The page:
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Old 02-01-2014, 02:01 AM   #1
QuercusMax
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Default Midnight in Dublin

Recipe Type: All Grain
Yeast: WLP002
Yeast Starter: Slurry from previous batch (about a cup of thick slurry)
Batch Size (Gallons): 6
Original Gravity: 1.061
Final Gravity: 1.016
IBU: 44
Boiling Time (Minutes): 60
Color: Very dark
Primary Fermentation (# of Days & Temp): 14 days at 68-ish
Tasting Notes: Best stout I\'ve ever made. A very stout-y stout. Will re-brew.

Grain bill:
7.5lb 2-row
2.6lb flaked barley (500L - this is important)
1.75 MO (Muntons - the last I had from my 55lb sack)
1lb Roasted Barley (ground to a powder in my blender)
8oz carabrown malt
4oz special roast
4oz Black Patent

Hops:
2oz EKG 6.2%

Water treatment:
1.5 grams Gypsum in mash

This is by far the best stout I've ever made. I've made a number of Dry Stouts in the past with a 70-20-10 or 65-25-10 ratio of 2-row/Flaked Barley/Roasted Barley. The ones with 300L Roasted Barley were not nearly as good as the 500L. A few years back I picked up a six-pack of Guinness Extra, and I remember thinking "this is what Guinness should taste like", and I did some research and determined it's considered an Export stout. So I decided to make a stepped-up version of a Dry Stout, with some black patent to add an extra roasted component, since I have really enjoyed that in some recent stouts I made.

A few of the ingredients (the MO and the Carabrown) were some malts I had lying around - in the future I'd probably to 50-50 2-row/Maris Otter or just straight MO, maybe with some Victory.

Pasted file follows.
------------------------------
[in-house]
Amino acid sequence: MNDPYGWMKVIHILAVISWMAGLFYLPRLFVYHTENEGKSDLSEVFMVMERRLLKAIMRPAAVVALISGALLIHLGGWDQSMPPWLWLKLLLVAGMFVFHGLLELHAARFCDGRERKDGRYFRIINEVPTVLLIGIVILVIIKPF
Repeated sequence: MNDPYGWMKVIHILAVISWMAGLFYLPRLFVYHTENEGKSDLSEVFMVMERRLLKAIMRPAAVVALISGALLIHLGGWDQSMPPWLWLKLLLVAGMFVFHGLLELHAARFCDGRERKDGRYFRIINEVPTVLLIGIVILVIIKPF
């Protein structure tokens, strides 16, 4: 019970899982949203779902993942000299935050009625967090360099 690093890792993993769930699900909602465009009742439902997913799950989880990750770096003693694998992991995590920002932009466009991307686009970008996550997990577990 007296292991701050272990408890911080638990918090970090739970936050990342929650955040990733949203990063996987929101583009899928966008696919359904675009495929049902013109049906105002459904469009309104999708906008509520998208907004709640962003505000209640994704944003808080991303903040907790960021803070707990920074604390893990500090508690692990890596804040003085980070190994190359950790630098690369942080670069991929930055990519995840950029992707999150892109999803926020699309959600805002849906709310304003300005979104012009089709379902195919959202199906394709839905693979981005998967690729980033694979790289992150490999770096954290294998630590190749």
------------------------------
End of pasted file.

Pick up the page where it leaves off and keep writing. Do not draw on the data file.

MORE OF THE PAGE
The WLP002 was a last-minute decision. I've mostly used US-05 for my stouts in the past, and I had some fresh slurry lying around. It was a great decision - the slight fruity esters really contribute to the complexity. It is very full-bodied, and overall very smooth. Even though it finished at 1.016, it's not sweet, and the mineraliness from the gypsum works nicely with the hops and roasted malt.
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Old 02-07-2014, 02:56 AM   #2
QuercusMax
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So New Belgium has redeemed itself somewhat in my eyes. I just had a bomber of their Belgian Tripel tonight, and it was quite nice. Pretty decent.

Last week I had some Fat Tire on tap, and while it is possibly one of the most boring craft brews I have ever had, I did not find anything objectionable about it. It's not bad, just not really my thing. One of those beers where I don't really have anything bad to say about it, but I don't really have anything good to say about it either. I certainly wouldn't turn one down if I was offered it, however.
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